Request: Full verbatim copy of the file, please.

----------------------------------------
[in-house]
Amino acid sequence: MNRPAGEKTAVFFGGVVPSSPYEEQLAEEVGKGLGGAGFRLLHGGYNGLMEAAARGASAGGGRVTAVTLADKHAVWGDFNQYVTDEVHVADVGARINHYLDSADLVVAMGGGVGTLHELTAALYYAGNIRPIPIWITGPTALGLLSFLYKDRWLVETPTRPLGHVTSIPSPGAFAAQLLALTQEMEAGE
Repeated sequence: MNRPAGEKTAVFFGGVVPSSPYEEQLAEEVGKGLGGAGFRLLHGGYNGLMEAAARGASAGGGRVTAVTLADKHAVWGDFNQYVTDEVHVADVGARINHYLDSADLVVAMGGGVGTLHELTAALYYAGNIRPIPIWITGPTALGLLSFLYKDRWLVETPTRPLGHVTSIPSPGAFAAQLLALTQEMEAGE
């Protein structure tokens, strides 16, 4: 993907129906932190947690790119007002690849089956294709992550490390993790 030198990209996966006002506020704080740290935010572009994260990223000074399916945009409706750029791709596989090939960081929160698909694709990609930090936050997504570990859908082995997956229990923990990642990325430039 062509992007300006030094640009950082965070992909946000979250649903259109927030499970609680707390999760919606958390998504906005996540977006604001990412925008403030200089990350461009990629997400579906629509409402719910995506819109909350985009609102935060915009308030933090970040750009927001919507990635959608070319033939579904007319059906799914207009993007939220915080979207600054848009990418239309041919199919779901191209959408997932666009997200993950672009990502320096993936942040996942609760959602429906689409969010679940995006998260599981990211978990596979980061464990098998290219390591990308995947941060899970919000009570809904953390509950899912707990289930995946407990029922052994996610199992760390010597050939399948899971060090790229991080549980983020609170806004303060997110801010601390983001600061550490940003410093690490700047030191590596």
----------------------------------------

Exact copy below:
[in-house]
Amino acid sequence: MNRPAGEKTAVFFGGVVPSSPYEEQLAEEVGKGLGGAGFRLLHGGYNGLMEAAARGASAGGGRVTAVTLADKHAVWGDFNQYVTDEVHVADVGARINHYLDSADLVVAMGGGVGTLHELTAALYYAGNIRPIPIWITGPTALGLLSFLYKDRWLVETPTRPLGHVTSIPSPGAFAAQLLALTQEMEAGE
Repeated sequence: MNRPAGEKTAVFFGGVVPSSPYEEQLAEEVGKGLGGAGFRLLHGGYNGLMEAAARGASAGGGRVTAVTLADKHAVWGDFNQYVTDEVHVADVGARINHYLDSADLVVAMGGGVGTLHELTAALYYAGNIRPIPIWITGPTALGLLSFLYKDRWLVETPTRPLGHVTSIPSPGAFAAQLLALTQEMEAGE
């Protein structure tokens, strides 16, 4: 993907129906932190947690790119007002690849089956294709992550490390993790 030198990209996966006002506020704080740290935010572009994260990223000074399916945009409706750029791709596989090939960081929160698909694709990609930090936050997504570990859908082995997956229990923990990642990325430039 062509992007300006030094640009950082965070992909946000979250649903259109927030499970609680707390999760919606958390998504906005996540977006604001990412925008403030200089990350461009990629997400579906629509409402719910995506819109909350985009609102935060915009308030933090970040750009927001919507990635959608070319033939579904007319059906799914207009993007939220915080979207600054848009990418239309041919199919779901191209959408997932666009997200993950672009990502320096993936942040996942609760959602429906689409969010679940995006998260599981990211978990596979980061464990098998290219390591990308995947941060899970919000009570809904953390509950899912707990289930995946407990029922052994996610199992760390010597050939399948899971060090790229991080549980983020609170806004303060997110801010601390983001600061550490940003410093690490700047030191590596």